Tying the scale of Big Food’s health impacts to those of cigarettes is based on an analysis from the Centers for Disease Control and Prevention (CDC) of our national weight gain. Our national weight crisis is a health epidemic that is literally killing us: 300,000 Americans will die this year from obesity. This is comparable to the death rate tied to smoking cigarettes.
Fingers of blame can be pointed at all of us for sitting too much and exercising too little. But what we eat is the foundation of our weight crisis. We are being sold, and we are buying, the equivalent of obesity cigarettes. Big Food (and sodas) are harming our health, threatening our children’s future and driving us toward medical cost bankruptcy.
The obvious ideal solution is for the Big Food industry to immediately redesign their products around human health. Instead, Big Food is pursuing an incremental “do less harm” strategy that attempts to grow sales while promising improvements like the removal of artificial coloring or flavors. A classic example is how Wendy’s worked to figure out how to include blueberries in a salad while aggressively promoting their Baconator Hamburger. This raises the question of whether Big Food’s lack of meaningful actions (measured by improved human health) will force America to regulate Big Food like it does the cigarette industry?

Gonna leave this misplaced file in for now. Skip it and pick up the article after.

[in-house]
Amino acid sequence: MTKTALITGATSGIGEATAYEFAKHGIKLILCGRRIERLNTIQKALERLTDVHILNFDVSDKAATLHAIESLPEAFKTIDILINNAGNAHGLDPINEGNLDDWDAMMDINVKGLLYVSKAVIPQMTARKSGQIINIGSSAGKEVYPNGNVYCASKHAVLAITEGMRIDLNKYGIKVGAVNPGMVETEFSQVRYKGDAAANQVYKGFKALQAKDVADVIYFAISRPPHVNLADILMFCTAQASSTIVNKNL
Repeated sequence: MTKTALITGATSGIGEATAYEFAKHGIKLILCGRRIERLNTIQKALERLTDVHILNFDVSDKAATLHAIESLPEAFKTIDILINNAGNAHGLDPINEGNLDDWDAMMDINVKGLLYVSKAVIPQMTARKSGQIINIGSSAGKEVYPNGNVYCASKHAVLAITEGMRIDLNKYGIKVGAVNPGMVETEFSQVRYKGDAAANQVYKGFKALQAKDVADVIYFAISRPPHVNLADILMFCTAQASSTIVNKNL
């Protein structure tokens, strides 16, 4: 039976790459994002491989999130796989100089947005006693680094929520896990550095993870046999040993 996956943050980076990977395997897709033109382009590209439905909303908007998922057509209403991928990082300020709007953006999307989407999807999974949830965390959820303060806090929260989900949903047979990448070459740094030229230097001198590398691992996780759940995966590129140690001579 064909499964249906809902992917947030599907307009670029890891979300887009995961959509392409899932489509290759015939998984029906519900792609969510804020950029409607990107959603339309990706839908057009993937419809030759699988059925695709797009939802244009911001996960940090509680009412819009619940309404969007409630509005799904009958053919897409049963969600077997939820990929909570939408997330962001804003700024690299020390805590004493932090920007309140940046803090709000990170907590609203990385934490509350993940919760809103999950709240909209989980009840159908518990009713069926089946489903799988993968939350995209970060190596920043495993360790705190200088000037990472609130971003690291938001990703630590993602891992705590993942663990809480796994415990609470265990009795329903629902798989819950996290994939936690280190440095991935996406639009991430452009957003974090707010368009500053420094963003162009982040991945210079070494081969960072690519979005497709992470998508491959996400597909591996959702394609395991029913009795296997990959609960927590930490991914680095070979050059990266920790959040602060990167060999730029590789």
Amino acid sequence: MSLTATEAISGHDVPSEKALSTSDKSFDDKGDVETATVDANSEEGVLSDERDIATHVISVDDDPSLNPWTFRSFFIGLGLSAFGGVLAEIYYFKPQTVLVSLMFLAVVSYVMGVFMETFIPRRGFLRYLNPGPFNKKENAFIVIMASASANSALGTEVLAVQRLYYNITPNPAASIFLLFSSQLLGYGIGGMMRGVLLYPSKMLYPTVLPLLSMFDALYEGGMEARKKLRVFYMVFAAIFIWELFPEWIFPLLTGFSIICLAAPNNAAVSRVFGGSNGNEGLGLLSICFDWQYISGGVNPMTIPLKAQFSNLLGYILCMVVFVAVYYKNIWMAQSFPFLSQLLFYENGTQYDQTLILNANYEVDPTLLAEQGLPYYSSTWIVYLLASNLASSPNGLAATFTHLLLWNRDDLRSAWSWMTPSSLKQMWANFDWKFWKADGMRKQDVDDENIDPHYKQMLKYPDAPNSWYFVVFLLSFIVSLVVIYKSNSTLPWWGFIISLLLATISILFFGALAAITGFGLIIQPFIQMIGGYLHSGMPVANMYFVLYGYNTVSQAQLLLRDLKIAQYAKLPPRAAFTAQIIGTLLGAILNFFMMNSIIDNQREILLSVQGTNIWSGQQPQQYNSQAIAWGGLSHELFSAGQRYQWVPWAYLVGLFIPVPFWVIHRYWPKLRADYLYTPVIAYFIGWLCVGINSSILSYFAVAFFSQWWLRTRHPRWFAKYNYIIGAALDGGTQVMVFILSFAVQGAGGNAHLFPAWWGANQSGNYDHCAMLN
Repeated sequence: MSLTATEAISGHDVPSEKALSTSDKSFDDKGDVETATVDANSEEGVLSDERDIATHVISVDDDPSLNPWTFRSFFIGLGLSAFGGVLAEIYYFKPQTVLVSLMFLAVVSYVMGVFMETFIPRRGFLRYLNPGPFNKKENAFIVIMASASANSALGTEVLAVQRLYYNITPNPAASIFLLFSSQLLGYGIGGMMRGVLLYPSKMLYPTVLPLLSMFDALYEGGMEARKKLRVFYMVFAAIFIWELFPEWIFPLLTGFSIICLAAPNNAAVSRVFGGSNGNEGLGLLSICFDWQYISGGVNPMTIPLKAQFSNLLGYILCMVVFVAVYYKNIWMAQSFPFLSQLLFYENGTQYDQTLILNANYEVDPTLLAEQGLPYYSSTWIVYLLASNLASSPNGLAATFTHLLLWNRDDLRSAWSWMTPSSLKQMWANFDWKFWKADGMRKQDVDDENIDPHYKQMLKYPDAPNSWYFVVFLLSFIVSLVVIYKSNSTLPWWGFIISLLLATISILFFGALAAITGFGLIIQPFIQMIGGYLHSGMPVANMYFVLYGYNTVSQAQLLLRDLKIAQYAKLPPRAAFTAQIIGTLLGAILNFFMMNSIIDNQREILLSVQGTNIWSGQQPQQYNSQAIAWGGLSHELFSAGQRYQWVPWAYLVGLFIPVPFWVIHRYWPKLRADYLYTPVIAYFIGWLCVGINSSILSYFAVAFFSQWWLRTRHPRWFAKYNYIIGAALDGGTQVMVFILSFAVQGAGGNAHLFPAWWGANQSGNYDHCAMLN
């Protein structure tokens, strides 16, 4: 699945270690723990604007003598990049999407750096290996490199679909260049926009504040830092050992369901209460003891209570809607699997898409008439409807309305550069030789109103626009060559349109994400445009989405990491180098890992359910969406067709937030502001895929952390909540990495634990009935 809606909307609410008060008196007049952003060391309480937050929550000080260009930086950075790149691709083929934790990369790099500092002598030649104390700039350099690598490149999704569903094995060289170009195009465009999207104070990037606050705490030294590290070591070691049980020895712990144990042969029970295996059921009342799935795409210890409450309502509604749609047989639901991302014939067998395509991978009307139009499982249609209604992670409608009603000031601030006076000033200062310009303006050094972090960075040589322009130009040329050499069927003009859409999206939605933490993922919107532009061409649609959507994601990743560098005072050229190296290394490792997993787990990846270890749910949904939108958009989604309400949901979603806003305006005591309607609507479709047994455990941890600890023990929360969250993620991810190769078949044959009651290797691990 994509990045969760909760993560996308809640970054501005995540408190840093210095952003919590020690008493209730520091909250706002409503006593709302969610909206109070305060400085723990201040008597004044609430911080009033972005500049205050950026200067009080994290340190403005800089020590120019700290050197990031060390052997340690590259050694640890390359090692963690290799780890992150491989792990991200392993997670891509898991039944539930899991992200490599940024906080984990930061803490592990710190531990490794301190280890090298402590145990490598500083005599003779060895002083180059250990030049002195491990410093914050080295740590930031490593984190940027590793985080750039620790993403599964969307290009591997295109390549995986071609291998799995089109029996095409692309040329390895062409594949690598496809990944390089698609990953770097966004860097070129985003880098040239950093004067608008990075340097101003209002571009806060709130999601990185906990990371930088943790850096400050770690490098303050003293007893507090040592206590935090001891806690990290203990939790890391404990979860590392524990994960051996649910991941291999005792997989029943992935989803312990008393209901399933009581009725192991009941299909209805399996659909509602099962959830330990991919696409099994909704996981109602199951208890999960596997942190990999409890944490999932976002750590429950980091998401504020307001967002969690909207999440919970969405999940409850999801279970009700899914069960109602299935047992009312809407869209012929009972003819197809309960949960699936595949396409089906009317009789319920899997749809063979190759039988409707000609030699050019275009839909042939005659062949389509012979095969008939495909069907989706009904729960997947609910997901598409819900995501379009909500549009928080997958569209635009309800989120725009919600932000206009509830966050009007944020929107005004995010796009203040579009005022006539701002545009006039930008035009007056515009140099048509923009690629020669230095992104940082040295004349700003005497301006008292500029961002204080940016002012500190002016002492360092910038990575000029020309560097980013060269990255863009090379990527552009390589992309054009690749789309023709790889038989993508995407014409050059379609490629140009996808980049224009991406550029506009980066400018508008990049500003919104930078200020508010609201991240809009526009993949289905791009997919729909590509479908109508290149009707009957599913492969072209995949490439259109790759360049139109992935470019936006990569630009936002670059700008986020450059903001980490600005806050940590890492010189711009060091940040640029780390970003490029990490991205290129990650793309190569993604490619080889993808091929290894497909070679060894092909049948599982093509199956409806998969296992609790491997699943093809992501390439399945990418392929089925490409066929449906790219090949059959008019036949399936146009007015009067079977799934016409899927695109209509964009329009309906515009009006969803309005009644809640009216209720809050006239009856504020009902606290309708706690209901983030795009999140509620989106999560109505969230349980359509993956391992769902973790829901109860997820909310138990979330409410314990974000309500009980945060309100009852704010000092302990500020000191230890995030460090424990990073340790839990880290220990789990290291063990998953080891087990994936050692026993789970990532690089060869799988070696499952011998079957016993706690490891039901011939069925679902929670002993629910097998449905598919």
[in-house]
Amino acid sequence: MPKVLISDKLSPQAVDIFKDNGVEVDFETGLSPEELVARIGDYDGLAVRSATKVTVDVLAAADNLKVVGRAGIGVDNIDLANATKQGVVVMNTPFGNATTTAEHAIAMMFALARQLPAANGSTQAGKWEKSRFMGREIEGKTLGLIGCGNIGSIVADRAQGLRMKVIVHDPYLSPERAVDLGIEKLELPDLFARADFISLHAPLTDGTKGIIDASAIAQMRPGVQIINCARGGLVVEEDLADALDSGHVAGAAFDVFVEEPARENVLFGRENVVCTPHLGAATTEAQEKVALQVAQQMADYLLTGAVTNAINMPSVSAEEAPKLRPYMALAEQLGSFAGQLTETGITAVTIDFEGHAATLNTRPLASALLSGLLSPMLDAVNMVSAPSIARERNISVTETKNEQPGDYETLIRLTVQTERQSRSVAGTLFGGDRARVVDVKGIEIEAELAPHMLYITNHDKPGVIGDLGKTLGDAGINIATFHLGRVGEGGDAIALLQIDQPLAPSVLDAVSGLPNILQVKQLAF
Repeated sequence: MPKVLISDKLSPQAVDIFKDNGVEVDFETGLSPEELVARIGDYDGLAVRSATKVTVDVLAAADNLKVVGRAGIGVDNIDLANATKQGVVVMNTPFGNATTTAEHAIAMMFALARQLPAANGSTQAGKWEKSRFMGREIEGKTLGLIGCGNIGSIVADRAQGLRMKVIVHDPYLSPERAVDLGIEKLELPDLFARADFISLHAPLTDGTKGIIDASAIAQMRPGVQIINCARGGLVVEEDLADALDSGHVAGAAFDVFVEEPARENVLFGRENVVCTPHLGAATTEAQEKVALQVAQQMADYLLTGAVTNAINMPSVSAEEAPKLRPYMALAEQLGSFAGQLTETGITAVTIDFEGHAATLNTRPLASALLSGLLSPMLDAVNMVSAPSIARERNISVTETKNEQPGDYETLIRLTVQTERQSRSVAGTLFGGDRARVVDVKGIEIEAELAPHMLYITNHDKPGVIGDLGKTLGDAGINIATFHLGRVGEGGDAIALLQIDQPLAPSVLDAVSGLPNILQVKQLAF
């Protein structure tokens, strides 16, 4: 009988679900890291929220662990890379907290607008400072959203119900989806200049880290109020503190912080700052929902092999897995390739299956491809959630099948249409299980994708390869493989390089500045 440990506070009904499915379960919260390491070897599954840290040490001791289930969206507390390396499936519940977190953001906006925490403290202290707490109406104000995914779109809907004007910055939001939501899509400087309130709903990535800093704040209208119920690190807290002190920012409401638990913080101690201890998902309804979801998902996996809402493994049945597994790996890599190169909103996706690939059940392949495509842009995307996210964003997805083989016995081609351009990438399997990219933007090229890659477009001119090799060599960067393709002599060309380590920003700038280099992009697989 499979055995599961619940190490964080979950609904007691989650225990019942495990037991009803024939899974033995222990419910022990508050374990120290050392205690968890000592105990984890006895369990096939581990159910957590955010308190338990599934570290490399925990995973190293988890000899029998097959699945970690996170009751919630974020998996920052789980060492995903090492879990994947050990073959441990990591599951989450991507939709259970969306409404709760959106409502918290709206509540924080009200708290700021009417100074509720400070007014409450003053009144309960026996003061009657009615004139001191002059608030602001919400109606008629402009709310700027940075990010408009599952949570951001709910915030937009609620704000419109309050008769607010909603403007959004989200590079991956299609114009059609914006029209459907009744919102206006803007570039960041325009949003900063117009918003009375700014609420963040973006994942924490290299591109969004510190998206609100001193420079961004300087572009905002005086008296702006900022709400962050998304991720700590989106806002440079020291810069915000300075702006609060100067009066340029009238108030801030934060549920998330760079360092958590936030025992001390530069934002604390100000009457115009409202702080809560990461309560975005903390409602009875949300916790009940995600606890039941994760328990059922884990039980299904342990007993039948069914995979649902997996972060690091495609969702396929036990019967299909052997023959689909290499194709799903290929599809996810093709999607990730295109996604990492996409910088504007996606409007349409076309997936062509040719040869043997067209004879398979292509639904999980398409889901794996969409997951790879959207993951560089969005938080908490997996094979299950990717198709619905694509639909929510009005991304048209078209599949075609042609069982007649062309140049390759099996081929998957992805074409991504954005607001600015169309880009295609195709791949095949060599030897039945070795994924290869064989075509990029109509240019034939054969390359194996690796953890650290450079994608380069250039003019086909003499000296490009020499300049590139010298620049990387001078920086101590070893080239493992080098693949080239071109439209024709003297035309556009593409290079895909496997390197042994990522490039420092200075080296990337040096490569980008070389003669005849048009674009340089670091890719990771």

We addressed the auto industry’s resistance to adopting increased safety features by mandating the use of seat belts and air bags. The result has been a meaningful reduction in vehicle accident deaths even as we annually drive millions more miles. Today’s automobile manufacturers promote their vehicle safety to win customers and grow sales.
Most telling in terms of Big Food, our country took steps to curtail the sale of cigarettes. Today we are at record lows in terms of Americans smoking.
A question that should be raised is whether government action is now required if the Big Food industry continues down the path of incremental changes that fail to meaningfully help Americans to lose weight.
Or the industry can continue its course and face a future where their products are increasingly compared to cigarettes and consumers/voters demand their regulation.
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Bill Roth is a cleantech business pioneer having led teams that developed the first hydrogen fueled Prius and a utility scale, non-thermal solar power plant. Using his CEO and senior officer experiences, Roth has coached hundreds of CEOs and business owners on how to develop and implement projects that win customers and cut costs while reducing environmental impacts. As a professional economist, Roth has written numerous books including his best selling The Secret Green Sauce (available on Amazon) that profiles proven sustainable best practices in pricing, marketing and operations. His most recent book, The Boomer Generation Diet (available on Amazon) profiles his humorous personal story on how he used sustainable best practices to lose 40 pounds and still enjoy Happy Hour!